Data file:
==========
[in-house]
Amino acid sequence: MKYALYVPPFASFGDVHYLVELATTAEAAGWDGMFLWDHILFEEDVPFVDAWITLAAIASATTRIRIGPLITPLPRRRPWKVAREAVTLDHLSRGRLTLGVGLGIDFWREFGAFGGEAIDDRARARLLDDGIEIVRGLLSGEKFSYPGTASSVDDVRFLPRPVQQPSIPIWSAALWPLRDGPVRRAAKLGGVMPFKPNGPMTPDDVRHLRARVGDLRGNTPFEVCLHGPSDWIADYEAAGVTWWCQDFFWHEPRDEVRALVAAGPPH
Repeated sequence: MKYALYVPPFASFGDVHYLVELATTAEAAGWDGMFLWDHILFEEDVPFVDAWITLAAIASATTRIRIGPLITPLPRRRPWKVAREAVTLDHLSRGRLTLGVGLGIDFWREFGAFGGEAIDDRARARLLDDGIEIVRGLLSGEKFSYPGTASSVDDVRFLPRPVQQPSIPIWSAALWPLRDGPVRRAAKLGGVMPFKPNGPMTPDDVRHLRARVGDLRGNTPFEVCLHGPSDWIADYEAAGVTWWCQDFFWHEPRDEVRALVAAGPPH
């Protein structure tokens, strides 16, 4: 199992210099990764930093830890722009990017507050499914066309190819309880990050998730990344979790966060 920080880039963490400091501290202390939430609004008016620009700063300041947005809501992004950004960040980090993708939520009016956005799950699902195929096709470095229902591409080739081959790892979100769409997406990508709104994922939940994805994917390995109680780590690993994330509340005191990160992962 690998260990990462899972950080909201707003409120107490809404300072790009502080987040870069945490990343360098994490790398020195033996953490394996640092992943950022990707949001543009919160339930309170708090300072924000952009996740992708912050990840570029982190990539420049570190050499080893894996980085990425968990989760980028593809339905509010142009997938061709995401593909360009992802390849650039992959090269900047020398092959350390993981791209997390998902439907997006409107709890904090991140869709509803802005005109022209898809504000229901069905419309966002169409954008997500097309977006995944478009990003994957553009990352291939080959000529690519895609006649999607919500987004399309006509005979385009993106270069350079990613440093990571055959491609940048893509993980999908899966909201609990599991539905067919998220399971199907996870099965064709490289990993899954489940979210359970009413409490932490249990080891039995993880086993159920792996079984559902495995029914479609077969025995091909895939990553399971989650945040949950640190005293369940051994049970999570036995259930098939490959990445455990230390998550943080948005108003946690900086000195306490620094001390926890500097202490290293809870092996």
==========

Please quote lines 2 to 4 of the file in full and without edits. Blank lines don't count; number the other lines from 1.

Amino acid sequence: MKYALYVPPFASFGDVHYLVELATTAEAAGWDGMFLWDHILFEEDVPFVDAWITLAAIASATTRIRIGPLITPLPRRRPWKVAREAVTLDHLSRGRLTLGVGLGIDFWREFGAFGGEAIDDRARARLLDDGIEIVRGLLSGEKFSYPGTASSVDDVRFLPRPVQQPSIPIWSAALWPLRDGPVRRAAKLGGVMPFKPNGPMTPDDVRHLRARVGDLRGNTPFEVCLHGPSDWIADYEAAGVTWWCQDFFWHEPRDEVRALVAAGPPH
Repeated sequence: MKYALYVPPFASFGDVHYLVELATTAEAAGWDGMFLWDHILFEEDVPFVDAWITLAAIASATTRIRIGPLITPLPRRRPWKVAREAVTLDHLSRGRLTLGVGLGIDFWREFGAFGGEAIDDRARARLLDDGIEIVRGLLSGEKFSYPGTASSVDDVRFLPRPVQQPSIPIWSAALWPLRDGPVRRAAKLGGVMPFKPNGPMTPDDVRHLRARVGDLRGNTPFEVCLHGPSDWIADYEAAGVTWWCQDFFWHEPRDEVRALVAAGPPH
């Protein structure tokens, strides 16, 4: 199992210099990764930093830890722009990017507050499914066309190819309880990050998730990344979790966060 920080880039963490400091501290202390939430609004008016620009700063300041947005809501992004950004960040980090993708939520009016956005799950699902195929096709470095229902591409080739081959790892979100769409997406990508709104994922939940994805994917390995109680780590690993994330509340005191990160992962 690998260990990462899972950080909201707003409120107490809404300072790009502080987040870069945490990343360098994490790398020195033996953490394996640092992943950022990707949001543009919160339930309170708090300072924000952009996740992708912050990840570029982190990539420049570190050499080893894996980085990425968990989760980028593809339905509010142009997938061709995401593909360009992802390849650039992959090269900047020398092959350390993981791209997390998902439907997006409107709890904090991140869709509803802005005109022209898809504000229901069905419309966002169409954008997500097309977006995944478009990003994957553009990352291939080959000529690519895609006649999607919500987004399309006509005979385009993106270069350079990613440093990571055959491609940048893509993980999908899966909201609990599991539905067919998220399971199907996870099965064709490289990993899954489940979210359970009413409490932490249990080891039995993880086993159920792996079984559902495995029914479609077969025995091909895939990553399971989650945040949950640190005293369940051994049970999570036995259930098939490959990445455990230390998550943080948005108003946690900086000195306490620094001390926890500097202490290293809870092996």